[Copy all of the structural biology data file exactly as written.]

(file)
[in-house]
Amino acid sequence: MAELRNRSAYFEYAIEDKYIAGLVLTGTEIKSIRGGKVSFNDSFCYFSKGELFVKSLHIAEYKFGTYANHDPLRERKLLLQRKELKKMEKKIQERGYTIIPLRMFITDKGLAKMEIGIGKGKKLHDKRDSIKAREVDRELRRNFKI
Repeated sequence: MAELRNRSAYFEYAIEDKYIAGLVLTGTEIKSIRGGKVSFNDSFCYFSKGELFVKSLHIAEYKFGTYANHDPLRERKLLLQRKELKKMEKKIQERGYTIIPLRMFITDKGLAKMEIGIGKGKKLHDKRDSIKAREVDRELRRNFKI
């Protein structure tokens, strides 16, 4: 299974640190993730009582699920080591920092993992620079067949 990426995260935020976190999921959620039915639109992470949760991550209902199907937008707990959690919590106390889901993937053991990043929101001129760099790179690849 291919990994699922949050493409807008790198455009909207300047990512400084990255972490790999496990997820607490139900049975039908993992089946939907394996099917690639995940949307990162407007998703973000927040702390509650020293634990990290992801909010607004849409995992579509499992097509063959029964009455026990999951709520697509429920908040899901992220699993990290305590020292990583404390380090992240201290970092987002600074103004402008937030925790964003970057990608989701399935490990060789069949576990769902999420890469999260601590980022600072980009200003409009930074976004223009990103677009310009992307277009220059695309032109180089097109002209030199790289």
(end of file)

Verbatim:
[in-house]
Amino acid sequence: MAELRNRSAYFEYAIEDKYIAGLVLTGTEIKSIRGGKVSFNDSFCYFSKGELFVKSLHIAEYKFGTYANHDPLRERKLLLQRKELKKMEKKIQERGYTIIPLRMFITDKGLAKMEIGIGKGKKLHDKRDSIKAREVDRELRRNFKI
Repeated sequence: MAELRNRSAYFEYAIEDKYIAGLVLTGTEIKSIRGGKVSFNDSFCYFSKGELFVKSLHIAEYKFGTYANHDPLRERKLLLQRKELKKMEKKIQERGYTIIPLRMFITDKGLAKMEIGIGKGKKLHDKRDSIKAREVDRELRRNFKI
């Protein structure tokens, strides 16, 4: 299974640190993730009582699920080591920092993992620079067949 990426995260935020976190999921959620039915639109992470949760991550209902199907937008707990959690919590106390889901993937053991990043929101001129760099790179690849 291919990994699922949050493409807008790198455009909207300047990512400084990255972490790999496990997820607490139900049975039908993992089946939907394996099917690639995940949307990162407007998703973000927040702390509650020293634990990290992801909010607004849409995992579509499992097509063959029964009455026990999951709520697509429920908040899901992220699993990290305590020292990583404390380090992240201290970092987002600074103004402008937030925790964003970057990608989701399935490990060789069949576990769902999420890469999260601590980022600072980009200003409009930074976004223009990103677009310009992307277009220059695309032109180089097109002209030199790289």